The US has the best chance for structural change.....and will quickly become an unbeatable superpower with account surpluses if the following takes hold....

    E Education
    Eliminate the IRS....consumption tax only....
    Eliminate legal largesse
    Enhance Electronic stock exchanges
    Make medicine a non business
    E government...eliminate the sound byte commercial advertising system....

    Don't think so ?.... THINK AGAIN.....
  7. LOL!. And IF a frog had wings, he wouldn't bump his ass when he jumped.
  8. nitro


    It is extremely interesting that schools are doing this. But let me tell you a small story.

    My next door neighbor works at Northwestern U as a financial aid officer. She says that more and more kids are taking out these huge loans, and majoring in things like cooking. She tries to tell these kids that, if you go to NW and take out a huge loan, you go there because you should expect that you will be able to pay back your loan based on the salaries you will make with your NW education. So if you really want to study cooking, or whatever that the market does not pay very well, transfer to an equially good school in cooking and pay 1/10 as much for tuituion!!

    It goes in one ear and out the other.


  9. rdannes


    Why stop at education? Why shouldn't the costs of all good and services be based on one's "ability to pay", rather than arcane notions of supply/demand and perceived value to buyer and seller? Is education more important than housing, food, clothing, transportation? Progressive pricing models should be instituted for all these things, and many more.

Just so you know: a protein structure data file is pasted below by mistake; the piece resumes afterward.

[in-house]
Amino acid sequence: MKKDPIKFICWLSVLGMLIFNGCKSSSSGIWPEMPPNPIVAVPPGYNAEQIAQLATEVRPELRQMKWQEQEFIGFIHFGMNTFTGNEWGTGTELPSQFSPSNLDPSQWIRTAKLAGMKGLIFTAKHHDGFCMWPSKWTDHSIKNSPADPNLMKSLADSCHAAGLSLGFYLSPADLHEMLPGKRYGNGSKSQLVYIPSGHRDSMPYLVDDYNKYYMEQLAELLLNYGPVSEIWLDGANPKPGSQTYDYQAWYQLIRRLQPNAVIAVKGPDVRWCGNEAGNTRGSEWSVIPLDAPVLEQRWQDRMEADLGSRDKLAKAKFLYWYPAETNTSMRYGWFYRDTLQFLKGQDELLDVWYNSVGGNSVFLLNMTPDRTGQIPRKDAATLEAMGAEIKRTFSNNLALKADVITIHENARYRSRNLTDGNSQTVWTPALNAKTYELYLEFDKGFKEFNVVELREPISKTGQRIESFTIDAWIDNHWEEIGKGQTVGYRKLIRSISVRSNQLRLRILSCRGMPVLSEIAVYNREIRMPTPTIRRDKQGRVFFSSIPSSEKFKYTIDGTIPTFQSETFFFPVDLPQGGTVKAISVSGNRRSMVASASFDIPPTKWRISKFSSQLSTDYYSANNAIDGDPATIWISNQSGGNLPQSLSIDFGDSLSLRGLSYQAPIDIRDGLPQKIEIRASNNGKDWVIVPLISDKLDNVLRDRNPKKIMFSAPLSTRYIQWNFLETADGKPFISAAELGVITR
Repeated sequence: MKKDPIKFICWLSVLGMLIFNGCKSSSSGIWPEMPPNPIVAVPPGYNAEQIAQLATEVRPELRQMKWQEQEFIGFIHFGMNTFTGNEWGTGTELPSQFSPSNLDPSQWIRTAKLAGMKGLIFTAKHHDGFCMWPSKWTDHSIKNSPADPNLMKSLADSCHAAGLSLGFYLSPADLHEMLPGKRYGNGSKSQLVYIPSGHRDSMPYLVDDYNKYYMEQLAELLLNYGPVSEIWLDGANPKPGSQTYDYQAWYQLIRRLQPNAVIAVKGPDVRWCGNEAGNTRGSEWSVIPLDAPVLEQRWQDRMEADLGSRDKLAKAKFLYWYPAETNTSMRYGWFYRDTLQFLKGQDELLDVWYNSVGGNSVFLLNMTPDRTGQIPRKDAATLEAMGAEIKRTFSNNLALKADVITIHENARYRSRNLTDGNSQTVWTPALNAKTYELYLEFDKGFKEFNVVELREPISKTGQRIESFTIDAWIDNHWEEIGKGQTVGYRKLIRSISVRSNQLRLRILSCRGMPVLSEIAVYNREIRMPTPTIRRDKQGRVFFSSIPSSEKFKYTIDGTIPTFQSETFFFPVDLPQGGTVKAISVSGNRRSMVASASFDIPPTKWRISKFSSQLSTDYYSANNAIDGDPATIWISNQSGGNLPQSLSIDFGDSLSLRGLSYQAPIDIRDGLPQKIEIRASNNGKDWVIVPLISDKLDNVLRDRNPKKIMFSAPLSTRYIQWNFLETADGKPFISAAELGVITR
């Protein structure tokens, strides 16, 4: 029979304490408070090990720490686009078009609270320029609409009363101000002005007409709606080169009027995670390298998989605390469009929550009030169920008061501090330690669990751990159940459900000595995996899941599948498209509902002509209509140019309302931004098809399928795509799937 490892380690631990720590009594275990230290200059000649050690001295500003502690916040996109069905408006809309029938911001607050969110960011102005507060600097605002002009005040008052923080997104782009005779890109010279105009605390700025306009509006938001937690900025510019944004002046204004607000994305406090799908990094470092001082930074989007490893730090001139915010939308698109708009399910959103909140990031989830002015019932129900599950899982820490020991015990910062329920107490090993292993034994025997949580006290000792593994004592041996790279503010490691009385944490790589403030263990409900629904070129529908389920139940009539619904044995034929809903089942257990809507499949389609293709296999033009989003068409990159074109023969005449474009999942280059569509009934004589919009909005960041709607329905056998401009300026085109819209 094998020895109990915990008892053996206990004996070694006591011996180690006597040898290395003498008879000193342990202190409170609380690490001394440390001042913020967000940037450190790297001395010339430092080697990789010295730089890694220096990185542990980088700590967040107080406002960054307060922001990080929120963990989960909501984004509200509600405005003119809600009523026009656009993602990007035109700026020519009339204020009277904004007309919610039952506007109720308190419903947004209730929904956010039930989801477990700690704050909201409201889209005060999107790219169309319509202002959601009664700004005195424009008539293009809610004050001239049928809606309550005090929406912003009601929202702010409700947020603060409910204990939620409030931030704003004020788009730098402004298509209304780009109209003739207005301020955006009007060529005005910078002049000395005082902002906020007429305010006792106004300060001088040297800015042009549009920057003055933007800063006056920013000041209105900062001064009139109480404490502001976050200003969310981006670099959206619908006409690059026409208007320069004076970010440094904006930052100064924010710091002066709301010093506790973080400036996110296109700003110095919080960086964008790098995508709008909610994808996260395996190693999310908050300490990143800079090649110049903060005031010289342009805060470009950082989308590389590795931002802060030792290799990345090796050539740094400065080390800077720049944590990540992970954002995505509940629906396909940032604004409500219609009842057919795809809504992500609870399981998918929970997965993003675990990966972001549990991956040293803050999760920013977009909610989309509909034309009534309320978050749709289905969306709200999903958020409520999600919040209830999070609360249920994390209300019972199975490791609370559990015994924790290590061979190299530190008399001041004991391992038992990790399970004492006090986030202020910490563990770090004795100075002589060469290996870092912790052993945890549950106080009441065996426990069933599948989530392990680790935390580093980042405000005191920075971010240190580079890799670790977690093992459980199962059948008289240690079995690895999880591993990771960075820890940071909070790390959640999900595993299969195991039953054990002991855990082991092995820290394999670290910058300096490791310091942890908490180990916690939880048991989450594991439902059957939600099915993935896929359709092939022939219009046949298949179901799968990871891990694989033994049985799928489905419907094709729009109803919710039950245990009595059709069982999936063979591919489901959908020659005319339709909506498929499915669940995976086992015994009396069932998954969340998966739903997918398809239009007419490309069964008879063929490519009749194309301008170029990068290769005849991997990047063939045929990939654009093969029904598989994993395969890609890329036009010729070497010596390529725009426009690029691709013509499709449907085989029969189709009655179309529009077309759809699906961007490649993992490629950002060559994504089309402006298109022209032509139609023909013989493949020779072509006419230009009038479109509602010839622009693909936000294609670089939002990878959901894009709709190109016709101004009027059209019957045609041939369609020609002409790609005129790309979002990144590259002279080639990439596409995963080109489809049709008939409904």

Soon, this would remove any incentive to become "rich" and thereby eliminate incentives to produce wealth, thereby eliminating the need for new industries and jobs.

    Oh, wait....
  10. In fairness, with the experience of comp sci grads and outsourcing, do you think that acquiring a skill like cooking that you could actually use to open a family-run resturant business is such a terrible idea?

    I'm sure that the kids are just clueless like Dustin Hoffman in the Graduate, but I can't say that working your tush off for a degree in a field that ceases to exist is smart either.

    Finally, there is an assymetric component to the student loan - YOU acquire the knowledge, but its not like your lender can reposess your brain.

    Just some thoughts.
    #10     Mar 9, 2008